Some children struggle with anxiety more than others, and one of the ways anxiety can affect a person is inability to go to sleep. Sleeplessness, especially in children, may or may not be due to rogue thoughts or worries; it may be due to a decreased level of the hormone melatonin. While many factors can decrease the production of melatonin, a common culprit is lower levels of serotonin and other “feel-good chemicals” or heightened amounts of adrenaline and other stress hormones.
Yes, medication can be used to treat those problems, but it is a trial-and-error situation, since every individual responds in different ways. Often, medications come with adverse side effects, as well, so it is a wiser route to try to identify contributing factors or triggers and establish better coping mechanisms in order to prevent the problem from occurring.
For many children, overly busy schedules or pressure to succeed can eclipse the benefits of extracurricular activities. An overloaded schedule that leaves no room for “down time” can promote a continual rush of stress hormones, even if the child is not particularly anxious or fearful about the events or activities that leave him or her “keyed up.”
As you chart your child’s hyperactivity, melt downs, or other anxiety symptoms throughout the day, you will begin to see patterns emerging. As you begin to identify triggers, you will be able to respond to them in relevant ways.
As you unveil and respond to your child’s typical anxiety triggers, you’ll be able to make a plan to decrease some opportunities for anxiety while helping your child work through necessary parts of life in a healthy way that doesn’t get the fight-or-flight response working against him.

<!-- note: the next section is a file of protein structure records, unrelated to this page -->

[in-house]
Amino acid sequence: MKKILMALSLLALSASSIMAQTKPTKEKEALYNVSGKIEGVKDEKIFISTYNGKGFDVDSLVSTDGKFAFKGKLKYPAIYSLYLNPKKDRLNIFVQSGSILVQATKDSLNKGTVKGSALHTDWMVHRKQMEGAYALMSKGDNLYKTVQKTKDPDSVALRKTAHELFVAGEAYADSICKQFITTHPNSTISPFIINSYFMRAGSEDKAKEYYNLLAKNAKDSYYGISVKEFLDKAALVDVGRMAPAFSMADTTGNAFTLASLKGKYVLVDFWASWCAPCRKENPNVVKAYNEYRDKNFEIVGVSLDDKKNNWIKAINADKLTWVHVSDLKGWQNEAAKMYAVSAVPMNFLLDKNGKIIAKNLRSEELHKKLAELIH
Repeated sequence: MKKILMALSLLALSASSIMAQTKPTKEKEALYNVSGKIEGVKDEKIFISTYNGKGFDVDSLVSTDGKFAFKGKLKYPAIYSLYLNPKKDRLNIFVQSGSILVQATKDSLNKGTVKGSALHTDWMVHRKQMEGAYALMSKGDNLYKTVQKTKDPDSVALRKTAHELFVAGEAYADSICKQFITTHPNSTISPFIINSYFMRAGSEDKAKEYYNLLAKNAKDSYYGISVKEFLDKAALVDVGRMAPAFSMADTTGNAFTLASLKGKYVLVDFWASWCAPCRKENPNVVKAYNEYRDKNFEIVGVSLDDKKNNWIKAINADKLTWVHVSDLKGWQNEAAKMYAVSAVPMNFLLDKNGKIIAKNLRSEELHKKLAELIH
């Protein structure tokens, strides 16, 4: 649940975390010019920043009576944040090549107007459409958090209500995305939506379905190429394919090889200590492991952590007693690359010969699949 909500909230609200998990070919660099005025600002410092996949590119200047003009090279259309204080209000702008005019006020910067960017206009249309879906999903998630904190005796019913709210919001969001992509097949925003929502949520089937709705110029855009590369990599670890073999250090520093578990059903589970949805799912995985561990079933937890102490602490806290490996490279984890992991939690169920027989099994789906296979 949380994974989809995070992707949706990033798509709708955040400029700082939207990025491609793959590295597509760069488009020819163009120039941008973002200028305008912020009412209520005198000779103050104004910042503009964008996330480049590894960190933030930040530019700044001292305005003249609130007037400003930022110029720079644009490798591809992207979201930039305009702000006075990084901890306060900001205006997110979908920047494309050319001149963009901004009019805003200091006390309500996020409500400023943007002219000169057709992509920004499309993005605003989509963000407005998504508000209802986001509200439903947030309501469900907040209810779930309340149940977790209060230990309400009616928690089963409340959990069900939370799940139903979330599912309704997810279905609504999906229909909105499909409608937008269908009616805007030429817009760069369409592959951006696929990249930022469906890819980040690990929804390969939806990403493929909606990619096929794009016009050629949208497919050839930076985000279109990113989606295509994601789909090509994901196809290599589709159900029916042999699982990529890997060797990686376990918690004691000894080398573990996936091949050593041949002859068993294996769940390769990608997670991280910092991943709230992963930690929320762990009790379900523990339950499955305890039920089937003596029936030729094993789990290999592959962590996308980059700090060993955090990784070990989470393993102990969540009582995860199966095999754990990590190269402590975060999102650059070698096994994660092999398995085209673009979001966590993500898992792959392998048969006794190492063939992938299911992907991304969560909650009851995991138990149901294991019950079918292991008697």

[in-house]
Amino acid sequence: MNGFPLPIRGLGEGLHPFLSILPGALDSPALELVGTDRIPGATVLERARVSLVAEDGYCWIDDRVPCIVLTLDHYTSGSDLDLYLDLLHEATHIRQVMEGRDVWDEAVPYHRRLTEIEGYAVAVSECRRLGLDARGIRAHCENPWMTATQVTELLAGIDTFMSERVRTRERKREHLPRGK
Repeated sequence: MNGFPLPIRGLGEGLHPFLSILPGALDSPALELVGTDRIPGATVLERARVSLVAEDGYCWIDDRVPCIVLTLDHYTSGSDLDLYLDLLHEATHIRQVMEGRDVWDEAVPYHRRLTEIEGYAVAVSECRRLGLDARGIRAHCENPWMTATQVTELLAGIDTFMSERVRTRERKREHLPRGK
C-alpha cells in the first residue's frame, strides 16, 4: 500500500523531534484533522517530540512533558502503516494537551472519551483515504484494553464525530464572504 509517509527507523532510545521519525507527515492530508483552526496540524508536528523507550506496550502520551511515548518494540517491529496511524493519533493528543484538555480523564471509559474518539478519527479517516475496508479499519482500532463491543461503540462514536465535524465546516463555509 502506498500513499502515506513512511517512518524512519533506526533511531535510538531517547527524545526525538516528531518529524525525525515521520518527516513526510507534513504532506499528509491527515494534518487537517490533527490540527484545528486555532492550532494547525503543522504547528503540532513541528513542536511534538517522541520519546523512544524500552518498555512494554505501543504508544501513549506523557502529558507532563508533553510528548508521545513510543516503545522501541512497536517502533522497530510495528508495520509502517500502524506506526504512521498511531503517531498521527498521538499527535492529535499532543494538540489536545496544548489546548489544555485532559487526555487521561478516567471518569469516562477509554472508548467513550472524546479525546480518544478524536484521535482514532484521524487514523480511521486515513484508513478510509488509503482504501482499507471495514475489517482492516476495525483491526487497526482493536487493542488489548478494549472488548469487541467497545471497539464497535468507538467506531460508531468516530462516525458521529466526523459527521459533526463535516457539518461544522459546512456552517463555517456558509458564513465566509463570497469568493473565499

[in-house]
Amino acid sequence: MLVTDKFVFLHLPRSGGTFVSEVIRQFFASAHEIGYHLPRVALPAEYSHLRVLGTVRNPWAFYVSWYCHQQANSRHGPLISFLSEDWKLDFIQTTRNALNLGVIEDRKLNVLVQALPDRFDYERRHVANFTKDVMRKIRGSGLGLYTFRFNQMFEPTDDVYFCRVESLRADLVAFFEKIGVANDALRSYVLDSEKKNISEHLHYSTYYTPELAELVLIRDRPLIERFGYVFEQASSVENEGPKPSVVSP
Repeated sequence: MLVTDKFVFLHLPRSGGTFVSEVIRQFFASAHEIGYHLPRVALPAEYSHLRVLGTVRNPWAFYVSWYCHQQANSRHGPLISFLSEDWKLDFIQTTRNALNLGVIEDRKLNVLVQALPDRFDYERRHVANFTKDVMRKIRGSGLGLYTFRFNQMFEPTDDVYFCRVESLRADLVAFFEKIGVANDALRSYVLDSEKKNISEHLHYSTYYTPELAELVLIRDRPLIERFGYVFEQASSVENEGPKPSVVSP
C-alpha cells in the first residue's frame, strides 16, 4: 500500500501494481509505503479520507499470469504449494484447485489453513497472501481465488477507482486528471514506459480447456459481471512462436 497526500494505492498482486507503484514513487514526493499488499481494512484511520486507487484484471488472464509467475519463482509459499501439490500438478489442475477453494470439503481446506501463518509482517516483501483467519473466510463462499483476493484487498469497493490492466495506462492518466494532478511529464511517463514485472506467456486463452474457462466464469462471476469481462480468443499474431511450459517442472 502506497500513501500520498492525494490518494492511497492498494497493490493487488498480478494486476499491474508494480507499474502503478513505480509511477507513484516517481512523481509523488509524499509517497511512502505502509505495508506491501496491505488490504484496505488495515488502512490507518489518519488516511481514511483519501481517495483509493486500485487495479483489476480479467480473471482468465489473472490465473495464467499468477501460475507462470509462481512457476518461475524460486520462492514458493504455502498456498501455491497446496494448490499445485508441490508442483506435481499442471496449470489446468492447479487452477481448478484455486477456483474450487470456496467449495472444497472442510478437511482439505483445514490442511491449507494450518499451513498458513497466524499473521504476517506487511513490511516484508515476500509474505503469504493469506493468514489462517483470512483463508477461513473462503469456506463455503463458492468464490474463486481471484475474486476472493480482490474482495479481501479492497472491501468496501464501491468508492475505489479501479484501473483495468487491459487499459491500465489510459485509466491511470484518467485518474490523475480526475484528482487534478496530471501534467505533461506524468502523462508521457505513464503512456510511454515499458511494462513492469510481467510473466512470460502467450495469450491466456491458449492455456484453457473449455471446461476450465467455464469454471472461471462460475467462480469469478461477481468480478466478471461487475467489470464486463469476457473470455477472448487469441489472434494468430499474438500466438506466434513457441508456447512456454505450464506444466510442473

Let’s say your child generally struggles with social anxiety as well as performance anxiety, making both the school day and dance class prime opportunities for stress hormones to surge. Instead of scheduling dance lessons immediately after school, perhaps you could sign your child up for a Saturday dance class or reserve the activity for summertime when school-related stress is eliminated.
If dance, or another extracurricular, is truly your child’s passion, perhaps you could check out alternative forms of education, such as a different school with smaller class size or even homeschooling.
Once you’ve identified fears or common anxiety triggers and eliminated unnecessary extras, it’s time to start to work through some of them. During the daytime hours, helping your child to create and begin to climb a “fear ladder” like this one (PDF) can help reduce anxiety over time.
However, in the short term, doing so may cause stress levels to skyrocket! Because of that, it’s important to couch challenging situations between familiar, calming activities. In regards to nighttime sleep, it’s ideal to schedule such opportunities early in the day, allowing plenty of time for recovery before bedtime.
Bedroom Source Blog
- Do your kids get healthy sleep? Part 1
- Do your kids get healthy sleep? Part 2
- Do your kids get healthy sleep? Part 3
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